12 Donald Byrd – Blackjack
13 Candido – Serenade To A Savage
sábado, 29 de julio de 2017
viernes, 28 de julio de 2017
Review by Scott Yanow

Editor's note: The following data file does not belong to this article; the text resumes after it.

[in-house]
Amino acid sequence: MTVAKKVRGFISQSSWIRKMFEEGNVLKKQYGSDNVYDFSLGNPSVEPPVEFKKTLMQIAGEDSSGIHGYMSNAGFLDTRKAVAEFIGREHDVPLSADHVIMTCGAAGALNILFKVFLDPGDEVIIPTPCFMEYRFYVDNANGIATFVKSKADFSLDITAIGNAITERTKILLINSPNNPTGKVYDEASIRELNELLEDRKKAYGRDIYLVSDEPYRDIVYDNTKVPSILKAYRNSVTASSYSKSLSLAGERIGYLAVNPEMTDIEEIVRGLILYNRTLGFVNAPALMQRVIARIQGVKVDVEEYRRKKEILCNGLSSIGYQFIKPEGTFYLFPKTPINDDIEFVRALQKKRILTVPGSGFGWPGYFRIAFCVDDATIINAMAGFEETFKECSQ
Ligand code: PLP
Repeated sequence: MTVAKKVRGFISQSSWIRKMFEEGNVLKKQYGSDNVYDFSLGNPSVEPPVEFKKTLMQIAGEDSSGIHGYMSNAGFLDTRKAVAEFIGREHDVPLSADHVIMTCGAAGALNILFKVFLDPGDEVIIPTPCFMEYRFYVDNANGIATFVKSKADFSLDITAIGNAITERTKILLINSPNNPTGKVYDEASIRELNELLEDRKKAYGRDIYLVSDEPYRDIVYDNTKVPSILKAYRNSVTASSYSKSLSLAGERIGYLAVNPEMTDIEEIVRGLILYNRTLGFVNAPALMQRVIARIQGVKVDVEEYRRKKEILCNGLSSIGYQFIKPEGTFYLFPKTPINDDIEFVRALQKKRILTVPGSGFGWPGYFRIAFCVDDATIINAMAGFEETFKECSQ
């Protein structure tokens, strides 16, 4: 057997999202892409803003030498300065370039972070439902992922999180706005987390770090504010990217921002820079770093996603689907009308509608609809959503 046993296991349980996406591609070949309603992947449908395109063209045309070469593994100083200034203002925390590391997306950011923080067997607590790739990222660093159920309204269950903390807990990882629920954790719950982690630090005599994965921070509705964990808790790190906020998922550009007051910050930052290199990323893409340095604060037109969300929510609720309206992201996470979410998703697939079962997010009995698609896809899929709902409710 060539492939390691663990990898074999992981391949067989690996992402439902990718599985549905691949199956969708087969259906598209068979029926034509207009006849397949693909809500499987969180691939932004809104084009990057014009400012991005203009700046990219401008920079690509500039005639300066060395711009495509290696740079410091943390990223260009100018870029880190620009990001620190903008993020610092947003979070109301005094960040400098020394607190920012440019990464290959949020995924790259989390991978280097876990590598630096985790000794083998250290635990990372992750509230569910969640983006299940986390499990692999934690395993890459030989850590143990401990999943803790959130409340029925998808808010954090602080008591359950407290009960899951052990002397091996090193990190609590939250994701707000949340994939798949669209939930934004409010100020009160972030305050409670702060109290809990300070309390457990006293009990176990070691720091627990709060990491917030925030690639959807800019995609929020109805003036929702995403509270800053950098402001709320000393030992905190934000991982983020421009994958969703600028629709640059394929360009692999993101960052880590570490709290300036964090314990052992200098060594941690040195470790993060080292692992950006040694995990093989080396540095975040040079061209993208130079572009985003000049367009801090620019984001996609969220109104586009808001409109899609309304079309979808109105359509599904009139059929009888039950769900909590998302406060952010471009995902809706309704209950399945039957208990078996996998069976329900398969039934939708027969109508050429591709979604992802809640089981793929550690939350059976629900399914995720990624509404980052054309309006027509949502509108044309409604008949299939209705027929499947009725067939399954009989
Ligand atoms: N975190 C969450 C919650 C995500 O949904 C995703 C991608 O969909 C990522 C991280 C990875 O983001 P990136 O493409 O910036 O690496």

During the last few years of his life, guitarist Joe Pass enjoyed having reunions with the same musicians who played with him 25 years earlier for the classic For Django recording: rhythm guitarist John Pisano, bassist Jim Hughart and drummer Colin Bailey. This 1989 recording could almost be called For Django 2, for it is the same vein as the original. Pass takes his remake of "For Django" unaccompanied and performs four of Django's tunes, along with five standards from the 1930s and three originals. Pisano, who was instrumental in organizing the session and the repertoire, sticks to acoustic guitar, while Pass alternates between acoustic and electric. Although Joe Pass' main influence was Charlie Christian and he really does not sound like Reinhardt, he manages to evoke the spirit of Django while swinging in his own fashion. It is particularly nice hearing such tunes as "Belleville," the haunting "Tears" and "For Django" in newer versions.